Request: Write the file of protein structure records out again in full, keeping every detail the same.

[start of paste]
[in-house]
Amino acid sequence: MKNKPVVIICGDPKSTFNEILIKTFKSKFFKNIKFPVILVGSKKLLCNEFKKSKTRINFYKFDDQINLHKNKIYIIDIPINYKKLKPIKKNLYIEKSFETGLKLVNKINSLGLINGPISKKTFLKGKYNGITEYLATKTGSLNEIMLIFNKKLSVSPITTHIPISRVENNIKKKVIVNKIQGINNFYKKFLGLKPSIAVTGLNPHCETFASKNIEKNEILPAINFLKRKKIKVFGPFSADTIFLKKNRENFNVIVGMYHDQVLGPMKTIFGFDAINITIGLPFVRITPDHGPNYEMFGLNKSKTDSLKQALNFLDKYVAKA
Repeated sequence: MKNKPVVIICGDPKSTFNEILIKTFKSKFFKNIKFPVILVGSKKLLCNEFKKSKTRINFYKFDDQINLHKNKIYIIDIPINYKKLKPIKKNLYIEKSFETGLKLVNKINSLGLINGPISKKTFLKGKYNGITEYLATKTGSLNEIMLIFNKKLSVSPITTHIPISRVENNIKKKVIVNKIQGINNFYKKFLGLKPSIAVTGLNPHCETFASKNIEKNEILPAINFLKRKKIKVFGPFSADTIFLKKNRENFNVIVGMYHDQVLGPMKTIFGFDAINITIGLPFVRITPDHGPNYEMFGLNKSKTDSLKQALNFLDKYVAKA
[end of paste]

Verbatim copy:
[in-house]
Amino acid sequence: MKNKPVVIICGDPKSTFNEILIKTFKSKFFKNIKFPVILVGSKKLLCNEFKKSKTRINFYKFDDQINLHKNKIYIIDIPINYKKLKPIKKNLYIEKSFETGLKLVNKINSLGLINGPISKKTFLKGKYNGITEYLATKTGSLNEIMLIFNKKLSVSPITTHIPISRVENNIKKKVIVNKIQGINNFYKKFLGLKPSIAVTGLNPHCETFASKNIEKNEILPAINFLKRKKIKVFGPFSADTIFLKKNRENFNVIVGMYHDQVLGPMKTIFGFDAINITIGLPFVRITPDHGPNYEMFGLNKSKTDSLKQALNFLDKYVAKA
Repeated sequence: MKNKPVVIICGDPKSTFNEILIKTFKSKFFKNIKFPVILVGSKKLLCNEFKKSKTRINFYKFDDQINLHKNKIYIIDIPINYKKLKPIKKNLYIEKSFETGLKLVNKINSLGLINGPISKKTFLKGKYNGITEYLATKTGSLNEIMLIFNKKLSVSPITTHIPISRVENNIKKKVIVNKIQGINNFYKKFLGLKPSIAVTGLNPHCETFASKNIEKNEILPAINFLKRKKIKVFGPFSADTIFLKKNRENFNVIVGMYHDQVLGPMKTIFGFDAINITIGLPFVRITPDHGPNYEMFGLNKSKTDSLKQALNFLDKYVAKA